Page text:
"TV was (and to a lesser extent still is) fractal, with each individual episode standing in for the show as a totality. To tinker with the basic concept — like letting two battling lovers marry and have a child in the fourth season — is to destroy the delicate balance that keeps viewers tuning in." — Ty Burr, Gods Like Us: On Movie Stardom and Modern Fame
"I said, 'I won't show you anything. You have to just wait until I'm finished with the shows.' That was a very reckless thing to do, and [FX] could have said no, but if they had I would have just gone back to the road. But they said yes, so here I am." — Louis C.K., interview with FilmSchoolRejects.com, June 28, 2010
FX's Louie, which wraps its fourth season Monday night, stubbornly reinvents television every week. Like his creator, writer-director-editor-star Louis C.K., the Louie in Louie is a comedian and father of two girls. He's eloquent onstage, but that telltale hand on the wall of the Comedy Cellar hints at other insecurities. At times, his failure to communicate grows so profound that he forsakes Newhart- or drops the Letterman-style stammering and falls mute. He spends a chunk of every episode sitting or standing silently and awaiting judgment; half of this season has explored Louie's relationship with a Hungarian woman (Eszter Balint) who barely speaks English.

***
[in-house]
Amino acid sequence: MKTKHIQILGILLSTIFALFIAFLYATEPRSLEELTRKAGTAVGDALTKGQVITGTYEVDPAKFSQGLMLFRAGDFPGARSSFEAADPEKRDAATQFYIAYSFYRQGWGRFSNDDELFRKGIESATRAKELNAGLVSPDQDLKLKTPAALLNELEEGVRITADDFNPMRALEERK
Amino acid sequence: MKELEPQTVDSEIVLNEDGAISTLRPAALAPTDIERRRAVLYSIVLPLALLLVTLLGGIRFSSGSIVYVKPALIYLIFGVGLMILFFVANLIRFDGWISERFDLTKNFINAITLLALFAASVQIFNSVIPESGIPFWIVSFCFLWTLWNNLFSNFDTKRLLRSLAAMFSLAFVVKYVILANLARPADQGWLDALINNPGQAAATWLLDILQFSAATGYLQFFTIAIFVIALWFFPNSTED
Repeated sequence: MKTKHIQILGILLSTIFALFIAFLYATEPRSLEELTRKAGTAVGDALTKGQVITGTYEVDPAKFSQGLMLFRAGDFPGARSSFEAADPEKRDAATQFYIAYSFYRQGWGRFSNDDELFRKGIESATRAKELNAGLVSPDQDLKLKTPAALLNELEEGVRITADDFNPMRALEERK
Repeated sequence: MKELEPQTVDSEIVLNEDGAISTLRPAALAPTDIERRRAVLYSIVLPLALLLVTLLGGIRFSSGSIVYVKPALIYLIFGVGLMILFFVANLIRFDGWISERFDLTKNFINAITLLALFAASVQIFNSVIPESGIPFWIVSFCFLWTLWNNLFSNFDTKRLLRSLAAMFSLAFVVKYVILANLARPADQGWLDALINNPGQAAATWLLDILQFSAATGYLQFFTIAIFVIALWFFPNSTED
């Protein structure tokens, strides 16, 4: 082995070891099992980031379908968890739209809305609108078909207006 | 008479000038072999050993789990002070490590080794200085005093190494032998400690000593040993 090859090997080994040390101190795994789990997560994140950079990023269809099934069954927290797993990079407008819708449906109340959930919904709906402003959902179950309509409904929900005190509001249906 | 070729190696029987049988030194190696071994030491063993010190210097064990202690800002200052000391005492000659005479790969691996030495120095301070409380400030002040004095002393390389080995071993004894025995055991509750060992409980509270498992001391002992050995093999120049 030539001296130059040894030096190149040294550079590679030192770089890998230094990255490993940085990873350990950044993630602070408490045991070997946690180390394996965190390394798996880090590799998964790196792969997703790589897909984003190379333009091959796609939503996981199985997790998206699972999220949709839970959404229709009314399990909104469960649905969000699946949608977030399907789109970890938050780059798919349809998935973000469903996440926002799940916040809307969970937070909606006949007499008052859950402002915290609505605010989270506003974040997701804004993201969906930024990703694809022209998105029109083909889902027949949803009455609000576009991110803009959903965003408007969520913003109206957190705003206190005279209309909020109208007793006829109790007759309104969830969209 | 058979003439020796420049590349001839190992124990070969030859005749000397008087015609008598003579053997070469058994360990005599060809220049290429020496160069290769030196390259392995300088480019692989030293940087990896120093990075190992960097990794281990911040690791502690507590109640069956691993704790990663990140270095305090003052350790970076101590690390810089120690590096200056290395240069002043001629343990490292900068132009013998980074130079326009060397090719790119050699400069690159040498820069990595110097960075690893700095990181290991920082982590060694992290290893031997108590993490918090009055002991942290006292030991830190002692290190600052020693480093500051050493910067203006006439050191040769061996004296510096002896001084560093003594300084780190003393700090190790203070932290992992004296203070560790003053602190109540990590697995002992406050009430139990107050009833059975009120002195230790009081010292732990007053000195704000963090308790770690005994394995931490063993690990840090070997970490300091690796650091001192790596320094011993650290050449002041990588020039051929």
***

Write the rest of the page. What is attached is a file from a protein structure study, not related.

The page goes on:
Louie is a sad sack who trudges about his day like your uncle Marv. No belt can rescue his droopy jeans; no Beefy-T or XXL-sweater can hide his gut. He half-shuffles, half-lumbers into his scenes like a drunk or a grizzly bear that just got off the Tilt-A-Whirl. His gait is as expressive as Chaplin's waddle, Tati's tiptoe, or Keaton's pit-bull charge.
In Louie's universe, things get weird fast. A tickle fight with an astronaut's beautiful daughter winds up in the emergency room. A hurricane named after a Southern debutante kills LeBron James and demolishes Brooklyn in seconds. In flashbacks (or are they daydreams?) Louie's black ex-wife suddenly turns white. His recalcitrant daughter suddenly cries out, "Why is there even an America?" A fat girl suddenly says "fuck" on network TV.
But things frequently slow to a crawl, too; the sense of time passing both quickly and slowly is reminiscent of those moments after an automobile accident. C.K.'s proclivity for long takes and shallow lenses prolong awkward moments, difficult conversations, and solipsistic reveries that explode in his face. In "So Did the Fat Lady" — one of the most extraordinary reckonings with female body-image issues I've ever seen — an awesome, overweight woman (Sarah Baker) takes Louie to task for his refusal to really see her. The camera circles them repeatedly but it won't look away from her or from him when Louie tries to escape. That episode is the strongest example of Louie's bracingly surreal approach to storytelling, where the terrifying unpredictability of the next thing seen or the next thing said is the only constant.
I've never seen anything like it.
Season 4 Finale, Monday, June 16th, 9 p.m.